Red Noble Grapes: Self-Guided Tasting

Person holding red wine glass at wine tasting - Red noble grape tasting.

The Noble Grapes are the prolific grapes of the wine world. They’re grown around the world while maintaining their core characteristics — or essence.

You can start exploring these wines by tasting the Red Noble Grapes side-by-side to reveal the type of wine you enjoy the most. In this tasting you’ll find:

  • Wine recommendations for the Red Noble Grapes: Pinot Noir, Merlot, Cabernet Sauvignon, Syrah/Shiraz.
  • Tasting notes that describe the typical tasting profile for each of these wines.
  • Easy Rating System to rate each of the wines.

   

Conducting The Tasting

Up close image of a line of glasses for wine tasting.

There are several ways you can conduct the tasting.

  • Hold the red wine tasting separately from the white wine tasting.
  • Or conduct both the white and red noble grape tastings at the same time. Opening all bottles, taste the white first, then the red.
  • Invite friends and have each of them bring one of the wine recommendations.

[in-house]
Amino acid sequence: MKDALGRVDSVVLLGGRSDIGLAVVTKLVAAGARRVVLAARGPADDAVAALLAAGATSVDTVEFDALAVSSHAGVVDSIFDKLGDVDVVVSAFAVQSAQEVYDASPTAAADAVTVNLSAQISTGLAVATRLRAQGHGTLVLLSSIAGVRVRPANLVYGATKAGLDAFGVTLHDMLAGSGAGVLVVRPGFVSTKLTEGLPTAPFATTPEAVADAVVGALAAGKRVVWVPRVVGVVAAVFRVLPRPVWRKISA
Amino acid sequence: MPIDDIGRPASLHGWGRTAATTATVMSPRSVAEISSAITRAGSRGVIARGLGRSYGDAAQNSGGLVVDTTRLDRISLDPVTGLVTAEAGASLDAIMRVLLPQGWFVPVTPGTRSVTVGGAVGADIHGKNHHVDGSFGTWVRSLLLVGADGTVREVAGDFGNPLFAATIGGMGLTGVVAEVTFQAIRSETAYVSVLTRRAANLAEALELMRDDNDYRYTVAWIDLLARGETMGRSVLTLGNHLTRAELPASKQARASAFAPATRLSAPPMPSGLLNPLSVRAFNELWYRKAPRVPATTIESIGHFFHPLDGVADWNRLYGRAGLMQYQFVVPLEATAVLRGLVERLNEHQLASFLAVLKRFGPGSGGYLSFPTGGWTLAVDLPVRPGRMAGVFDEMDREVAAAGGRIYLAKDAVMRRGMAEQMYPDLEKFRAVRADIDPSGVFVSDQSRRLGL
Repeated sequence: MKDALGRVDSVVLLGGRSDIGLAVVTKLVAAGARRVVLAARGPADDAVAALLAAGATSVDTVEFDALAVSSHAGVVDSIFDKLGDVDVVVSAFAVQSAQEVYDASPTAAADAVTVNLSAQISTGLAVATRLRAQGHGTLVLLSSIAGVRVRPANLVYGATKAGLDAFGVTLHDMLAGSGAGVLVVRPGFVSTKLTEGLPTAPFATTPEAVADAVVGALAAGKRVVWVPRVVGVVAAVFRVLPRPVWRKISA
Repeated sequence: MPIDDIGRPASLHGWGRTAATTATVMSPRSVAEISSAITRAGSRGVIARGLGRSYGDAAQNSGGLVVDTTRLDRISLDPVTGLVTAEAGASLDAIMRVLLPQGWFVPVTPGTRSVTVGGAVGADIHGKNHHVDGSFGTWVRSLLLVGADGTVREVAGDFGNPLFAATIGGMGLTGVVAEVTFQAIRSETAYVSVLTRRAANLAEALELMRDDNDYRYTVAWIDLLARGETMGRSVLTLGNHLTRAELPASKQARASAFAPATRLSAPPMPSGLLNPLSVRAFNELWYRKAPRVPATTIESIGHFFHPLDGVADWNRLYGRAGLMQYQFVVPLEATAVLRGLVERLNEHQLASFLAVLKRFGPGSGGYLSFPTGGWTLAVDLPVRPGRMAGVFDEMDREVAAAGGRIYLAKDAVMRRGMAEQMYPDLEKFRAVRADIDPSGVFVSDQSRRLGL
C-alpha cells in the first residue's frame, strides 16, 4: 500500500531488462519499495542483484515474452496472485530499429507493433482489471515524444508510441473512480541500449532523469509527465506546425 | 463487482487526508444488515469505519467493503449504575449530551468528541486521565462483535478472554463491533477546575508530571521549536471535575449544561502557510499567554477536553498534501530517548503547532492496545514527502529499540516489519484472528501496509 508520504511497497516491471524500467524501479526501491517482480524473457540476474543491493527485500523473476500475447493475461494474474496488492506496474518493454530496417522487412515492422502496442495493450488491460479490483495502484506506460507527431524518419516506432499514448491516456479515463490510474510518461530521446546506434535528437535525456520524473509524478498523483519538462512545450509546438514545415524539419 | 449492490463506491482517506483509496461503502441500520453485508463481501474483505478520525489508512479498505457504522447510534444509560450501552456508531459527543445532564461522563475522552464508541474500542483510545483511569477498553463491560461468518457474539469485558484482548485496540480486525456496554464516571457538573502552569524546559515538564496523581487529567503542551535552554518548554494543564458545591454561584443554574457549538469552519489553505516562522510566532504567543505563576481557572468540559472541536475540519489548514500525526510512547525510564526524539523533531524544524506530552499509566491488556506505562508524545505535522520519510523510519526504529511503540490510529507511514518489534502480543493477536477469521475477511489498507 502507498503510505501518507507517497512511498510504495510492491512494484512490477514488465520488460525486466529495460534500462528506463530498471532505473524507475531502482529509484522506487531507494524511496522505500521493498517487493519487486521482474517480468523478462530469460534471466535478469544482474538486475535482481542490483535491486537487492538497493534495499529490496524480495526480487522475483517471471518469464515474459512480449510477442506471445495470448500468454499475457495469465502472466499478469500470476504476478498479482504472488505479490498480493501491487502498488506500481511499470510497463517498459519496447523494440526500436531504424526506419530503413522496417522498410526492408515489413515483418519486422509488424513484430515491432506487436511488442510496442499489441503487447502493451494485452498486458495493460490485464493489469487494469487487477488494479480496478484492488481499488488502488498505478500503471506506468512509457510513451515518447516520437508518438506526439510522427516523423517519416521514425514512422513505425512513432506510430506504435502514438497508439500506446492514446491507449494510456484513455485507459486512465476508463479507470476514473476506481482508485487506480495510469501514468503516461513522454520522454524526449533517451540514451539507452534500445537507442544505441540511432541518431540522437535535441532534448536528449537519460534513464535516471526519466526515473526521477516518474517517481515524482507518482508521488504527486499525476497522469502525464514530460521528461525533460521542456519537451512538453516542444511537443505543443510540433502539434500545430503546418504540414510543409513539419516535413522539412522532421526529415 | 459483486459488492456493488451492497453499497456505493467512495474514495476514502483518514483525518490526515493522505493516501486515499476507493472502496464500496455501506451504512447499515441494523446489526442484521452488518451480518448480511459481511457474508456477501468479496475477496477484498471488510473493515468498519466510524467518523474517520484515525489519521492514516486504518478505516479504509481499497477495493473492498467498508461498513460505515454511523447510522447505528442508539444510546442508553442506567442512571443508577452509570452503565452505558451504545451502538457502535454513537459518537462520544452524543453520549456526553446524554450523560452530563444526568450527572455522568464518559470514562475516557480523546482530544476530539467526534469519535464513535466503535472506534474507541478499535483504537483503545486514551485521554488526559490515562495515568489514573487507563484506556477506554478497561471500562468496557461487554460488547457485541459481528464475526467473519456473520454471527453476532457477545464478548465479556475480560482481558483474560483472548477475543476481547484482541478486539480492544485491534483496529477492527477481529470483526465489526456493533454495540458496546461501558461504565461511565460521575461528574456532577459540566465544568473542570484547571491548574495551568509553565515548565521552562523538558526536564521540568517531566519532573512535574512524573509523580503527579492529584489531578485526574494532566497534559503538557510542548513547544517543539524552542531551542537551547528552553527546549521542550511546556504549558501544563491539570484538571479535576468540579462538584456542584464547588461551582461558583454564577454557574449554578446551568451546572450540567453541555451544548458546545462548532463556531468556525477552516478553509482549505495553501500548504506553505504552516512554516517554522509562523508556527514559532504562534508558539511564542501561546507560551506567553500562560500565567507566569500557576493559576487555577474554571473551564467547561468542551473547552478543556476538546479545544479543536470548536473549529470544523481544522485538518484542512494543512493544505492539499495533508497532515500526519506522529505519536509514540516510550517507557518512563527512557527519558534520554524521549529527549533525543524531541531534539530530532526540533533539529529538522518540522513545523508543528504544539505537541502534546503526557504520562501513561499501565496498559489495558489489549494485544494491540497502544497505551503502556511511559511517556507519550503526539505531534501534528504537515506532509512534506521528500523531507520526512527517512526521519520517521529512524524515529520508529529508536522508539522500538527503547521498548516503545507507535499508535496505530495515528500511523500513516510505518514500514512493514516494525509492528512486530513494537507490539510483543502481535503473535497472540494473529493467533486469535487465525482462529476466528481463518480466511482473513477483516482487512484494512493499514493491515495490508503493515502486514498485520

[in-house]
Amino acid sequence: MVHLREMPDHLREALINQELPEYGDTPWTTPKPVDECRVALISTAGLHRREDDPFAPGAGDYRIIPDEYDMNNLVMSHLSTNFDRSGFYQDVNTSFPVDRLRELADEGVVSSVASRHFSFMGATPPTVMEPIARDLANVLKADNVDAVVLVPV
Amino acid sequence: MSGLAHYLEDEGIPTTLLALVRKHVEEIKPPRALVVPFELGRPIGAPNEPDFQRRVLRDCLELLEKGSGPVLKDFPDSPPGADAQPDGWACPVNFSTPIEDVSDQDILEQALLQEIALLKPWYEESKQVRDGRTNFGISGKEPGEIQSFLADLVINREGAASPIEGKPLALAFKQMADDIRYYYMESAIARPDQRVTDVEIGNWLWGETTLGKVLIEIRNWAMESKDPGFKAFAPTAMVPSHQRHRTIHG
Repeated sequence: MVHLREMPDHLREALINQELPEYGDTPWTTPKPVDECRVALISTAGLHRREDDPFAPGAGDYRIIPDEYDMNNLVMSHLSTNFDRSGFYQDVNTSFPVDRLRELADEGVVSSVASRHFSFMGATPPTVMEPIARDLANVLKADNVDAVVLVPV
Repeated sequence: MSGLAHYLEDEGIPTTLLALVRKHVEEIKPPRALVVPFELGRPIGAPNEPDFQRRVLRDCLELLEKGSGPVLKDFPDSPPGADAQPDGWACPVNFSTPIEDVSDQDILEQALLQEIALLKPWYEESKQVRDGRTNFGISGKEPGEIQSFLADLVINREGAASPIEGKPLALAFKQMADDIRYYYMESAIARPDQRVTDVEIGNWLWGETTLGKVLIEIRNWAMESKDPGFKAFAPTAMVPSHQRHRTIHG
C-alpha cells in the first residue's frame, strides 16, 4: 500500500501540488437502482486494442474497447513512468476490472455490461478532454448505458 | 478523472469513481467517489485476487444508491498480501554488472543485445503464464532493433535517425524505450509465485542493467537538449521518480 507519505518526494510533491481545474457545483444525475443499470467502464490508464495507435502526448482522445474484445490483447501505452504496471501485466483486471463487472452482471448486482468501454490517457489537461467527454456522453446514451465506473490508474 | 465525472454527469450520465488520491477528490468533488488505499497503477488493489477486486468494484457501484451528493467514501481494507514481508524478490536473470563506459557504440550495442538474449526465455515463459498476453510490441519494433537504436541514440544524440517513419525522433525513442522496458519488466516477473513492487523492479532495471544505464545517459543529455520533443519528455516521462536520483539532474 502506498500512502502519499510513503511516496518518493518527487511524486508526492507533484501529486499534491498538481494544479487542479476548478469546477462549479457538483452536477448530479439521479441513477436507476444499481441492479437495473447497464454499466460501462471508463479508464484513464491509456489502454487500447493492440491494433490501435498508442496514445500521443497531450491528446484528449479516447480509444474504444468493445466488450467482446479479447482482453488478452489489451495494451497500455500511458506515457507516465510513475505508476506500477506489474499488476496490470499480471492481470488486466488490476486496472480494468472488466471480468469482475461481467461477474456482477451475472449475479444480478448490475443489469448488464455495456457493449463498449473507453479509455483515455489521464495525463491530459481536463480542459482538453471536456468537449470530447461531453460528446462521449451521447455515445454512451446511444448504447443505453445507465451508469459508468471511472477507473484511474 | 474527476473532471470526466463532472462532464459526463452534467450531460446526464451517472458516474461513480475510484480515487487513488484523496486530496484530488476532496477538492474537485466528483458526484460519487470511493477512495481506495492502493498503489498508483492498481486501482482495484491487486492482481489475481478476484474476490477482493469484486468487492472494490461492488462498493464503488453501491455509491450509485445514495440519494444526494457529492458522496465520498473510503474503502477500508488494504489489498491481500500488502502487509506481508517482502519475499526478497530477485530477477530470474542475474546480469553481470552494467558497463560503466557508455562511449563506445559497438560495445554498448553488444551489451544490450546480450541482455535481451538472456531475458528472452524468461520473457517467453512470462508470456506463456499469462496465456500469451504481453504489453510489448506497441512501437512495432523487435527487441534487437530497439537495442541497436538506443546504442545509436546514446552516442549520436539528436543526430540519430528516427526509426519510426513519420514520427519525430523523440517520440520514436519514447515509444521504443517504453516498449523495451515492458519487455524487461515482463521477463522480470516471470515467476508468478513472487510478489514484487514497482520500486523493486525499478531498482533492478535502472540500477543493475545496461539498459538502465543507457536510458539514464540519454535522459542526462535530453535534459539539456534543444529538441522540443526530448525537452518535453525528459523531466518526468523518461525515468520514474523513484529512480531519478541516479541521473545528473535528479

• Have everyone rate the wine for themselves, taking notes to identify which type of wine they like the best and why.

Red Wine Recommendations

I have recommended brands that should be relatively easy to find. I have also included filtered links to additional wine selections on Wine.com. This way you can easily order wines for your tasting.

Affiliate links are included for your convenience. If you click on a link and make a purchase, I’ll earn a small amount. Your cost is the same with or without the link. Enjoy!

Meiomi Pinot Noir - California | commongrape.com

Pinot Noir: Originates in the Burgundy region of France. This is a light style red that is easy drinking by itself and one of the more versatile wines with food.

Meiomi
Pinot Noir
California

Pinot Noir (Russian River Valley, CA) options on Wine.com.

Bottle of Chateau St Michelle Merlot. Red Noble Grape Tasting.